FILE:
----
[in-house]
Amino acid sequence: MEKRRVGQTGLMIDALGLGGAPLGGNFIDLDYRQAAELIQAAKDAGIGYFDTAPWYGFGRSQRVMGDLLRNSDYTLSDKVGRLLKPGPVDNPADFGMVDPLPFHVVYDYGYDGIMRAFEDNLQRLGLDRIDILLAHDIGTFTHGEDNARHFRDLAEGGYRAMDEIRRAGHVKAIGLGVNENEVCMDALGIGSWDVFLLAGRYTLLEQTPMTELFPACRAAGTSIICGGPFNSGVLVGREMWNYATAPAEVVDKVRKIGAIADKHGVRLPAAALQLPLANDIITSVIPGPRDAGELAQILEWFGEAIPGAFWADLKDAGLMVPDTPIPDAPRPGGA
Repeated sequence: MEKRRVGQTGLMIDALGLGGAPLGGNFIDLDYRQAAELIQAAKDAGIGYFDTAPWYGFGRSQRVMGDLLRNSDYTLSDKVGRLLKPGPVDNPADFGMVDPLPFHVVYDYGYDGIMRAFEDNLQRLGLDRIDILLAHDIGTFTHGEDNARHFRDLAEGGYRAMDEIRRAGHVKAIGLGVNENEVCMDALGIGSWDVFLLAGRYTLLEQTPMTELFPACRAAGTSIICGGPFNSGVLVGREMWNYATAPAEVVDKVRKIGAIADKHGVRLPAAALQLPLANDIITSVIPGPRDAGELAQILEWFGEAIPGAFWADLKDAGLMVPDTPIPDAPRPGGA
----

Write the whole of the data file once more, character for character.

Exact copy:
[in-house]
Amino acid sequence: MEKRRVGQTGLMIDALGLGGAPLGGNFIDLDYRQAAELIQAAKDAGIGYFDTAPWYGFGRSQRVMGDLLRNSDYTLSDKVGRLLKPGPVDNPADFGMVDPLPFHVVYDYGYDGIMRAFEDNLQRLGLDRIDILLAHDIGTFTHGEDNARHFRDLAEGGYRAMDEIRRAGHVKAIGLGVNENEVCMDALGIGSWDVFLLAGRYTLLEQTPMTELFPACRAAGTSIICGGPFNSGVLVGREMWNYATAPAEVVDKVRKIGAIADKHGVRLPAAALQLPLANDIITSVIPGPRDAGELAQILEWFGEAIPGAFWADLKDAGLMVPDTPIPDAPRPGGA
Repeated sequence: MEKRRVGQTGLMIDALGLGGAPLGGNFIDLDYRQAAELIQAAKDAGIGYFDTAPWYGFGRSQRVMGDLLRNSDYTLSDKVGRLLKPGPVDNPADFGMVDPLPFHVVYDYGYDGIMRAFEDNLQRLGLDRIDILLAHDIGTFTHGEDNARHFRDLAEGGYRAMDEIRRAGHVKAIGLGVNENEVCMDALGIGSWDVFLLAGRYTLLEQTPMTELFPACRAAGTSIICGGPFNSGVLVGREMWNYATAPAEVVDKVRKIGAIADKHGVRLPAAALQLPLANDIITSVIPGPRDAGELAQILEWFGEAIPGAFWADLKDAGLMVPDTPIPDAPRPGGA